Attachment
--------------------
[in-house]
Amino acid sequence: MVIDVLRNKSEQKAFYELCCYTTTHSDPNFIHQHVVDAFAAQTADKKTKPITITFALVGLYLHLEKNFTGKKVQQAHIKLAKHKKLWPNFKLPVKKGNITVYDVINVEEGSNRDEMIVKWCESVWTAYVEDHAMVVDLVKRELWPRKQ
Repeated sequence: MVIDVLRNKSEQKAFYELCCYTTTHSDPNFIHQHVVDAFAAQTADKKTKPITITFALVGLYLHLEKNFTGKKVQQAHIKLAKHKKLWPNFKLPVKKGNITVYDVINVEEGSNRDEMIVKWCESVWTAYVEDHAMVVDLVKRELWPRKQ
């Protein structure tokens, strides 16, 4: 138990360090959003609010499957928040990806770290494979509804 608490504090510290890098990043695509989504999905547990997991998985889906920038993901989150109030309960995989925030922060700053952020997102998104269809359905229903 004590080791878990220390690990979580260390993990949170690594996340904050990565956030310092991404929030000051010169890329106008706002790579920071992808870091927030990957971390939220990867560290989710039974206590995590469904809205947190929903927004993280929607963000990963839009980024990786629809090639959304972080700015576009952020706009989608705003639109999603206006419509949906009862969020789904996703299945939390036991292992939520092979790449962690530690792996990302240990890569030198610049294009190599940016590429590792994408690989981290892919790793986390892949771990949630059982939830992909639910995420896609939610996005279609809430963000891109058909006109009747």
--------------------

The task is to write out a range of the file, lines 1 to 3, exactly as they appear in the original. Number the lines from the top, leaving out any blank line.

[in-house]
Amino acid sequence: MVIDVLRNKSEQKAFYELCCYTTTHSDPNFIHQHVVDAFAAQTADKKTKPITITFALVGLYLHLEKNFTGKKVQQAHIKLAKHKKLWPNFKLPVKKGNITVYDVINVEEGSNRDEMIVKWCESVWTAYVEDHAMVVDLVKRELWPRKQ
Repeated sequence: MVIDVLRNKSEQKAFYELCCYTTTHSDPNFIHQHVVDAFAAQTADKKTKPITITFALVGLYLHLEKNFTGKKVQQAHIKLAKHKKLWPNFKLPVKKGNITVYDVINVEEGSNRDEMIVKWCESVWTAYVEDHAMVVDLVKRELWPRKQ